Baldry: O'Toole shows she was worth captain's pick
DUNSANY, Ireland – The only time Ryann O’Toole looked off-kilter in her Solheim Cup debut came when her playing partner, Christina Kim, bumped chests with her off the side of the 18th green. Otherwise, she looped around Killeen Castle – a Jack Nicklaus design that might as well be in Ohio – on solid footing. No doubt Rosie Jones will sleep better tonight.
Solheim Cup 2011: Day 1 in pictures
Check out player and fan images from Day 1 in Ireland.
O’Toole and Kim found themselves 2 down with four to play in the afternoon four-ball session but clawed back to square the match against the more subdued pairing of Catriona Matthew and Sandra Gal. Half-points are sacred in this event, and Europe leads 4.5-3.5 after the opening day.
“She proved herself as one of Rosie’s picks; there’s no question,” Kim said.
The match featured 14 birdies between the four players, with Matthew pouring in four consecutive on Nos. 6-9 to build the 2-up advantage for Europe. Kim, who played in her too-cool-for-school shades despite the absence of sun, unleashed a memorable fist-pump on the 16th after pouring in a birdie to bring the match to 1 up. O’Toole followed with a dramatic birdie on the 17th, taking them to the par-4 18th all square.
“The fighter in me knows it’s do-or-die,” O’Toole said of her late-match heroics. “If we’re going to have a chance to win this match, I have to make it.”
Moments later on the 18th, O’Toole turned away from the green and buried her head on Kim’s shoulder as Gal putted for birdie to win the match. It meant too much to her to watch.
Looking at Jones’ afternoon pairings, one couldn’t help but figure it was best to put two struggling players together rather than separate them and possibly bring two stronger players down. If they managed to pull out a half-point, well, that’s a bonus.
O’Toole missed the cut badly in the three events that followed her captain’s pick in Portland, Ore. Her scoring average over those last six rounds was an abysmal 76.33. Kim has struggled throughout the season.
Still, Matthew knew better than to underestimate.
“I kind of had a feeling they’d probably come out and play well,” Matthew said. “Match play is different.”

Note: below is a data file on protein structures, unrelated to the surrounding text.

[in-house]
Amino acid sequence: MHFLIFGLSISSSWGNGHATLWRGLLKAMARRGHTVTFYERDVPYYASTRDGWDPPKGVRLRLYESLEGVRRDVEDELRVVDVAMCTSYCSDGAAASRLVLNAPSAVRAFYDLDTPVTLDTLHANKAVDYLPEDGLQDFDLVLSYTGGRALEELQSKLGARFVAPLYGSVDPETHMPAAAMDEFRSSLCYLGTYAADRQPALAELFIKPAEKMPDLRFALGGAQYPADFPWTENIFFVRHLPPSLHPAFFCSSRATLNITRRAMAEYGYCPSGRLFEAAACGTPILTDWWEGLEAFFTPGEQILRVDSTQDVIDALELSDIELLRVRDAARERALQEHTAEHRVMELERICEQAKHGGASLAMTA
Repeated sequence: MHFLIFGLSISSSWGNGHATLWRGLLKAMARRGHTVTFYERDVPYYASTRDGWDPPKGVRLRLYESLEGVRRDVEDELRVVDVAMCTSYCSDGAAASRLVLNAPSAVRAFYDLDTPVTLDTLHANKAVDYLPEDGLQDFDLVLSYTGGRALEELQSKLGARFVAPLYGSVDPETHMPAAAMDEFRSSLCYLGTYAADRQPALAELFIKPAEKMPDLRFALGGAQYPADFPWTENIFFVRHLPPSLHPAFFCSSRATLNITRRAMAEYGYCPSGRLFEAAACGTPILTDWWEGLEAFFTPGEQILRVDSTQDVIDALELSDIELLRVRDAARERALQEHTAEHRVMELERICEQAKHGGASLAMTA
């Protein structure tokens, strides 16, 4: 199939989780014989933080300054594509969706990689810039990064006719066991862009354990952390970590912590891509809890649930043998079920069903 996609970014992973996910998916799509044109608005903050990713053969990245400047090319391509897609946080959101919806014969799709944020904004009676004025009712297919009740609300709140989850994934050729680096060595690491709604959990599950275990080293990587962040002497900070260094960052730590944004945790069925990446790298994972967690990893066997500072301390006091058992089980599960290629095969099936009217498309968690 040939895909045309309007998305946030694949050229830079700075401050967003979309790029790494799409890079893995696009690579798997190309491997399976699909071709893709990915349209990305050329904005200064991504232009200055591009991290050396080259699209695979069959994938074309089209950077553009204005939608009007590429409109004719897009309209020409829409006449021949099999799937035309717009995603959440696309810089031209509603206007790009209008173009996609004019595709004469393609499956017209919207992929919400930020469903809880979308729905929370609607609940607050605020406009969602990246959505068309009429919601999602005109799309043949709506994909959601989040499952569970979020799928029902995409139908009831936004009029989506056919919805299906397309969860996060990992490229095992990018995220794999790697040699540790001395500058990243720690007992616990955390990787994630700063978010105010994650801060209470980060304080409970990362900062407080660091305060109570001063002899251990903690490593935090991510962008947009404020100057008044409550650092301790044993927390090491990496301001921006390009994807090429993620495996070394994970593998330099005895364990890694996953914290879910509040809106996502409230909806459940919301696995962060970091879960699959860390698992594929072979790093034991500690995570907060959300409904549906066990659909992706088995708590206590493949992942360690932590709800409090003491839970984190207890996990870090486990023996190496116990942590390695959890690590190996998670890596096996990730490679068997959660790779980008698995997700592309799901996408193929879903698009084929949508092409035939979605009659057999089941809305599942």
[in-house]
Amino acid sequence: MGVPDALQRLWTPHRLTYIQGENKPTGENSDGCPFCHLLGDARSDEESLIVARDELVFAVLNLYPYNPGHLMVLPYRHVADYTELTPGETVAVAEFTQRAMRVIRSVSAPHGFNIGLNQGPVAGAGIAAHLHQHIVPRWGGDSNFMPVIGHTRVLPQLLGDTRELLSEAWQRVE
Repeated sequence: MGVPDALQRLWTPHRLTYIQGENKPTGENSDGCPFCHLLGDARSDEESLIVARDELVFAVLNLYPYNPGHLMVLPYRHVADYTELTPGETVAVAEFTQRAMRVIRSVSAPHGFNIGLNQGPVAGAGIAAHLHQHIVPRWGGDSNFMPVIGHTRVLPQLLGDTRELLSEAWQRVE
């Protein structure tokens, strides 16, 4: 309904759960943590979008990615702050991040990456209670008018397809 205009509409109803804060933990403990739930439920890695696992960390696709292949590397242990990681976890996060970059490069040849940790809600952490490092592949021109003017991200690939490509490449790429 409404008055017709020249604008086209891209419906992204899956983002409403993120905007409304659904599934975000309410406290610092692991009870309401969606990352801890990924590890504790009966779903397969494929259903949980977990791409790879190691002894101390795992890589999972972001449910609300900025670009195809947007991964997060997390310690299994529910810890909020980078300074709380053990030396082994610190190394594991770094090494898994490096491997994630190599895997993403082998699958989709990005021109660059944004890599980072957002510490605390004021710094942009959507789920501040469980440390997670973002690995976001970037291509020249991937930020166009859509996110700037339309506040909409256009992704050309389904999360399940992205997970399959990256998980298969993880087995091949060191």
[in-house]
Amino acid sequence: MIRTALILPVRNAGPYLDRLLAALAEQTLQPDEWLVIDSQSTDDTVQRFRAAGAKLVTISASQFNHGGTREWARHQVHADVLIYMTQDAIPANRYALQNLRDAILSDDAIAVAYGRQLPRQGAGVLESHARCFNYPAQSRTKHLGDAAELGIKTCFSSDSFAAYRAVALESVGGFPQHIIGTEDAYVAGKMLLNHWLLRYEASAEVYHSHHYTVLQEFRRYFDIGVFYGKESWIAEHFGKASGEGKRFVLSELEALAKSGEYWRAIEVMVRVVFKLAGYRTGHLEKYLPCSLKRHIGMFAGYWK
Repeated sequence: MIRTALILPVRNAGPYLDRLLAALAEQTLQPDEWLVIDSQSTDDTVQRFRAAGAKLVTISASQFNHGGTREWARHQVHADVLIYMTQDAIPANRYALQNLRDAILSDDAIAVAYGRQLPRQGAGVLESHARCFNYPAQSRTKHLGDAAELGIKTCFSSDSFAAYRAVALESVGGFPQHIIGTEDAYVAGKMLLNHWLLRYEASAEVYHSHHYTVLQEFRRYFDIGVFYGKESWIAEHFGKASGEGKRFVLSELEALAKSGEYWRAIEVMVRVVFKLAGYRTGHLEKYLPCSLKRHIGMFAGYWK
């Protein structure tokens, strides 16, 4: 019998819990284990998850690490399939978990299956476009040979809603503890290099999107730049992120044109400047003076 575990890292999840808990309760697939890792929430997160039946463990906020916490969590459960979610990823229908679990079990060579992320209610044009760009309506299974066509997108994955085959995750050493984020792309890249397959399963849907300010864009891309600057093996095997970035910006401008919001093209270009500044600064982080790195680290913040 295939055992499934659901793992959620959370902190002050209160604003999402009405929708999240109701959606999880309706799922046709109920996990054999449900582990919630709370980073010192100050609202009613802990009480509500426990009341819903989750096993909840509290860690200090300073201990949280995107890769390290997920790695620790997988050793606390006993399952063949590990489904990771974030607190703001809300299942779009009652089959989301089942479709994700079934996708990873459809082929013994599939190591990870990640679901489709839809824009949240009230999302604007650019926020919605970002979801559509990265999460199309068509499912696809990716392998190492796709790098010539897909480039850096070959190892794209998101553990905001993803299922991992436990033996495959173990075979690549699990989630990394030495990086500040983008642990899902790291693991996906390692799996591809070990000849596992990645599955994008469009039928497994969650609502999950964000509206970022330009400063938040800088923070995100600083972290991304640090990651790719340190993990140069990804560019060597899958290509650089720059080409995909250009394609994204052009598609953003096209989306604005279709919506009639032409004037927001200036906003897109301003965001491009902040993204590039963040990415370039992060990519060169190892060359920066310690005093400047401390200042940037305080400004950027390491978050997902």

As for O’Toole: “I don’t remember those three missed cuts.”
O’Toole’s father, Jamie, said his daughter felt better after watching players hit less-than-mediocre shots in the morning matches, which she sat out. As Ryann later said, “They’re human.”
Both of O’Toole’s parents walked inside the ropes all afternoon, and let’s just say she comes from good stock. Jamie, a chiropractor who doesn’t play golf, is sometimes mistaken for Ryann’s boyfriend because he looks so young. Her petite mother, Dana, looked smart in bright blue pants tucked inside a pair of tall boots. Even her daughter commented on the ensemble.
And while the O’Toole name certainly sounds Irish, the family can’t trace its lineage past Kansas City. Regardless of her last name, it will be difficult for the Irish crowds to embrace the young lass. The Europeans are quite bent on ending their drought; the U.S. has won the past three matches.
O’Toole’s long blond hair and toned frame makes her difficult to miss, though one spectator commented that she looked much shorter in rain pants. Those short skorts do tend to lengthen the legs.
She actually might eat more than any other player while on the course, rattling off a grocery list of snacks. A power bar, two protein shakes, a bag of nuts and two bananas keep her energized for 18 holes. Unless she’s playing through lunch, then she might nibble on Subway between holes.
“At dinners, I’m the garbage disposal,” she said.
O’Toole spends six days a week in the gym, for 60- to 90-minute sessions. She’d rather lift weights than anything else, but does track work at UCLA when she’s at home.
The rookie proved a powerful player in what turned out to be a birdie-saturated match. The Europeans finished the equivalent of 66 while the Americans posted a 65, with concessions.
“Maybe a half is a fair result in the end,” Matthew said. “Maybe.”